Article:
Becoming "Bluetooth Christians"
by Tammy Townsend Denny, TI Executive Director
Last week in Sacred Touchstones, we shared "What would happen if we treated our Bible like we treat our cell phone?" along with Pope Francis’ March 5, 2017 Angelus where he reflected on the same thing.
This week I would like for us to contemplate becoming “Bluetooth Christians” by connecting wirelessly and hands-free to God all day, every day. “Bluetooth Christians” is a term used by dr. timone davis* in a reflection on the Gospel readings from Sunday, September 4. *(“dr. davis uses lowercase letters in the spelling of her name to indicate her willingness to embody the creedal assertion in John 3:30 in her everyday living”).
dr. davis is a cradle Catholic who formerly served in the Reclaiming Christ in Life Young Adult Ministry with the Archdiocese of Chicago. She is currently an assistant professor at the Institute of Pastoral Studies at Loyola University Chicago where I am working on my Master of Divinity degree.
Scroll down to watch dr. davis’ video. The text of her message is available here.
I hope you find some inspiration in “Bluetooth Christianity.”
Vivaldi Audio Divina
by Tammy Townsend Denny, TI Executive Director
Monasteries of the Heart, a “web-based movement” of the Benedictine Sisters of Erie, PA, recently shared “Lectio with Music” featuring Vivaldi’s Four Seasons – Summer.
As we near summer’s end, take 10 minutes to listen and watch this video. What stirs in your heart as you listen?
To read more about this Audio Divina, including additional questions for reflections, click here.
Love and blessings,
Tammy Townsend Denny
This week during a phone call with my brother Bob we swapped stories of the challenges in our lives. He is dealing with some family issues and I’m dealing with my husband’s recent hospitalization due to Covid (he is home and better now).
“Just when I think things are calming down, something else pops up,” Bob said. Retired after a 45-year career as a small business owner, he is now actively being grandpa to his three grandchildren.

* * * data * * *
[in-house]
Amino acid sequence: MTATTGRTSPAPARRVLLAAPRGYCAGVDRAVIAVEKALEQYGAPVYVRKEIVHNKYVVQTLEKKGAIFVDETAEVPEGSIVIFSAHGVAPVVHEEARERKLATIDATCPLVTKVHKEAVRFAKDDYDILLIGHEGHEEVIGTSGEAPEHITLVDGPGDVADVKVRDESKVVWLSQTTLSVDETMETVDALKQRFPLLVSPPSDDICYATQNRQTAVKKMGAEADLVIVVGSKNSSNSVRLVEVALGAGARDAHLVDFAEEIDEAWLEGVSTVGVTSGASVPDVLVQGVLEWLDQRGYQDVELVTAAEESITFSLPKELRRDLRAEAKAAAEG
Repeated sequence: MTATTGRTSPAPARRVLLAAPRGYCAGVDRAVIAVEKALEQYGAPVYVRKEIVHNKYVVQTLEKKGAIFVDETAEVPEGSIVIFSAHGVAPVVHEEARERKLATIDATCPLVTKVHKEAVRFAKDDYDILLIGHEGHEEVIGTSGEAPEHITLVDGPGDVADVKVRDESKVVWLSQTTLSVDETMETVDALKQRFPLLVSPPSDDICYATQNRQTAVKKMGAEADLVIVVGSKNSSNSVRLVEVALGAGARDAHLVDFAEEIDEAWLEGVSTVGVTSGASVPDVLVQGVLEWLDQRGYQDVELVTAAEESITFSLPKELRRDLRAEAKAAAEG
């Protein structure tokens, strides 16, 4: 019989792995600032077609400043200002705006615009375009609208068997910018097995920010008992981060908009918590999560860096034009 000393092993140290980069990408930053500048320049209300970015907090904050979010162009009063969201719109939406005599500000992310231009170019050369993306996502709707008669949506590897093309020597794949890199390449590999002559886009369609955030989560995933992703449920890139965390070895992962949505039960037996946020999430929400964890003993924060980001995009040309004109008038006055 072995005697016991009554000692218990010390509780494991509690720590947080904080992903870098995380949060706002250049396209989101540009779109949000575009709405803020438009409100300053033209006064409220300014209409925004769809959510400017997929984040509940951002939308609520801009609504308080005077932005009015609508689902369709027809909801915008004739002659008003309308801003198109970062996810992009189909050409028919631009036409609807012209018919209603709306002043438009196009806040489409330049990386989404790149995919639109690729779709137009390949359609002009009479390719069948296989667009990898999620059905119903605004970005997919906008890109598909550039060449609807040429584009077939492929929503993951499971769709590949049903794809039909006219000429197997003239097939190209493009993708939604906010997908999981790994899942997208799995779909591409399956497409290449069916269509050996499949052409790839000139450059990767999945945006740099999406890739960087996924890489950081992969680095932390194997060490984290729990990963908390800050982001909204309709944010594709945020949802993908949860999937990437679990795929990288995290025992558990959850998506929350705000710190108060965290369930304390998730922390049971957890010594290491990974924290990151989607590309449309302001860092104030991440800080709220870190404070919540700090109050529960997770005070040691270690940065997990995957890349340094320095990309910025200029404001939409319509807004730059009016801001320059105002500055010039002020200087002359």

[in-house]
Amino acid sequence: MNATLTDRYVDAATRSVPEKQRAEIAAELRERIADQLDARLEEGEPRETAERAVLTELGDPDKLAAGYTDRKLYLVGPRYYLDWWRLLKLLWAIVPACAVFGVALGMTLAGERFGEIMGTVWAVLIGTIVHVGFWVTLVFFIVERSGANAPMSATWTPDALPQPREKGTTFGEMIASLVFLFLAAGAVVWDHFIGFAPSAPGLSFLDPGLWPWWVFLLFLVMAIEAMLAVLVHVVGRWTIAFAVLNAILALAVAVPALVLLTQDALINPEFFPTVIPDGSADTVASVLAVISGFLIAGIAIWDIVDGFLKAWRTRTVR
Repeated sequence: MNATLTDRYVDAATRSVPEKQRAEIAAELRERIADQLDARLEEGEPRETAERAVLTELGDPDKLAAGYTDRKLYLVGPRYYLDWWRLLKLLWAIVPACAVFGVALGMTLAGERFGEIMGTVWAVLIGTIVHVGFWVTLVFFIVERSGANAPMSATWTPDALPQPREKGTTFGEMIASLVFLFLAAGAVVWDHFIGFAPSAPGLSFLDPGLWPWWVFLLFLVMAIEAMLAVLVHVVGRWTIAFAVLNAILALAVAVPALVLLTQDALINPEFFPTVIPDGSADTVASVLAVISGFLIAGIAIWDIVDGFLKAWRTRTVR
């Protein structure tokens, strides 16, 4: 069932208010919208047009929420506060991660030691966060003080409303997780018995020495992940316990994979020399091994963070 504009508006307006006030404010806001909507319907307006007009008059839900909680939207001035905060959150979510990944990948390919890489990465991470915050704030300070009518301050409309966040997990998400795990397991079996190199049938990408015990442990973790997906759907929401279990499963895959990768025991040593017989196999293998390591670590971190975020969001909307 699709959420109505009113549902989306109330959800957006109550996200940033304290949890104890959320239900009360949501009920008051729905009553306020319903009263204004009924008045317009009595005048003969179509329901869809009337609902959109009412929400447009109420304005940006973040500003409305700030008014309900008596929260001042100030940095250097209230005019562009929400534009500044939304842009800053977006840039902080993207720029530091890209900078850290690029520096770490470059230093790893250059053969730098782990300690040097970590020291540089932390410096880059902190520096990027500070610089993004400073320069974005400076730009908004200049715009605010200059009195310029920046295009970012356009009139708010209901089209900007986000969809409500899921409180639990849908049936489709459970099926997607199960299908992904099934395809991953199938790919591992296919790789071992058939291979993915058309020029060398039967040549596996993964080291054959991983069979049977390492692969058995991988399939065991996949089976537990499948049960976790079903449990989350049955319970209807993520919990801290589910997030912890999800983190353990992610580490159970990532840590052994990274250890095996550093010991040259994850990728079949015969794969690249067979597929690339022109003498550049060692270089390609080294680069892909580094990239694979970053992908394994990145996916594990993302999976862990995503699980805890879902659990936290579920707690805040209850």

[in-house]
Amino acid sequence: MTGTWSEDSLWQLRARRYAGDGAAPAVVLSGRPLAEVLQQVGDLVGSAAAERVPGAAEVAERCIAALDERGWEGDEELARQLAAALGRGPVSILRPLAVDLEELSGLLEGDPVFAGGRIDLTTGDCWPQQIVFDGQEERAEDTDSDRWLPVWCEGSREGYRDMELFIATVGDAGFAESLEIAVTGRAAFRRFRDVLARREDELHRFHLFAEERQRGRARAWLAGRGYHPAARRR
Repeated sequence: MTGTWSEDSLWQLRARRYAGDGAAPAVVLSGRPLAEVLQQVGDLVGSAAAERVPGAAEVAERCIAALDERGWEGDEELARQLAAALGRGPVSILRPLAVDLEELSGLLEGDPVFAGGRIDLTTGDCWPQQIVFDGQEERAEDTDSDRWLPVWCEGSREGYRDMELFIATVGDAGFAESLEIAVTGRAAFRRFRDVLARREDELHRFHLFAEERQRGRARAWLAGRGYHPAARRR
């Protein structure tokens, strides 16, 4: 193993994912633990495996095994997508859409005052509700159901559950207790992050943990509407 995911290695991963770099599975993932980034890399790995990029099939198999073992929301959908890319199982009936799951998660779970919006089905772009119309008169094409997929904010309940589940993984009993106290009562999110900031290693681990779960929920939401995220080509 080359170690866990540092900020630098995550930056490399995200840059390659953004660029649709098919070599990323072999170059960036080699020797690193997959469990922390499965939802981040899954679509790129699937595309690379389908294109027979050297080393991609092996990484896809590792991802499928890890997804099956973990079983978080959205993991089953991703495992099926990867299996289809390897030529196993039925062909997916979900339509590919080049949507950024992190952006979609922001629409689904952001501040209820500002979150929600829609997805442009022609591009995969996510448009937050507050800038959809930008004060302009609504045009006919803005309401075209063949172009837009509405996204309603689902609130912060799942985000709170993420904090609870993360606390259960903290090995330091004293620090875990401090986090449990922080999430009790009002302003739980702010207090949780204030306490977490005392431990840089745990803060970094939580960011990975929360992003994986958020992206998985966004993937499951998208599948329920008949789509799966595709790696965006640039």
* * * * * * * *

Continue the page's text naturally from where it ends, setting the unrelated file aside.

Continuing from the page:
“I hear that’s life,” I said. “I keep wanting it to smooth out but I don’t think it works that way.”
“Life is difficult,” he said, quoting the first line from M. Scott Peck’s book The Road Less Traveled, a book that both he and I read in the early 1990s. Huge fans of Peck’s work at the time, we even attended one of Peck’s lectures together where the evening ended with the entire audience singing “Que Sera Sera.” While I don’t recall the specifics of that lecture nearly 30 years ago, I do remember the feeling I had at the end of the night: hope.
That message of hope keeps popping up for me this week.
There was the email I received from former TI executive director Vicki Schmidt on Monday with a link to author Kathryn Spink’s article “Where is hope?.
There was the Facebook post from author Parker Palmer reminding me to “keep hope alive” as he shared Mary Oliver’s poem “Mindful.”
And, there was the phone call with my brother.
As we wrapped up our conversation, Bob asked, “Do you have time for one more story?” This one involved his two-year-old granddaughter.
Earlier in the week, his granddaughter came running out of their bedroom with a pair of her grandmother’s underwear in hand which she proceeded to fling across the room. The underwear landed on her dad’s head, dangling from his ear. Bob’s description of the scene had both of us breathless with laughter.
There was hope in that laughter even amid the difficulties and challenges. It reminded me of Jeremiah 29:11, “For I know well the plans I have in mind for you, says the Lord, plans for your welfare and not for woe, so as to give you a future of hope.”
My hope for each of you this week is that you, in the words of Mary Oliver, “see or hear something that more or less kills [you] with delight” – even if it involves laughter about grandma’s undergarments.
Love and blessings,
Tammy Townsend Denny
P.S. Shhhh…. Don’t tell my brother that I told you the underwear story.
Inside out and upside down
For 85 years, I thought I was in control of myself, my ideas and my world. Then, I turned 86 and have had to learn a whole new self, a whole new world of ideas and the world is upside down and inside out, it seems.
It’s nice to be in control…of time, of myriad choices…such as: what to wear today, what to accomplish today and with whom to spend time and energy doing the variety of everyday things that matter to me and to those I’m with.
That all changed beginning on August 27, 2021. I had a minor stroke while on a Zoom call with special friends. Their quick thinking brought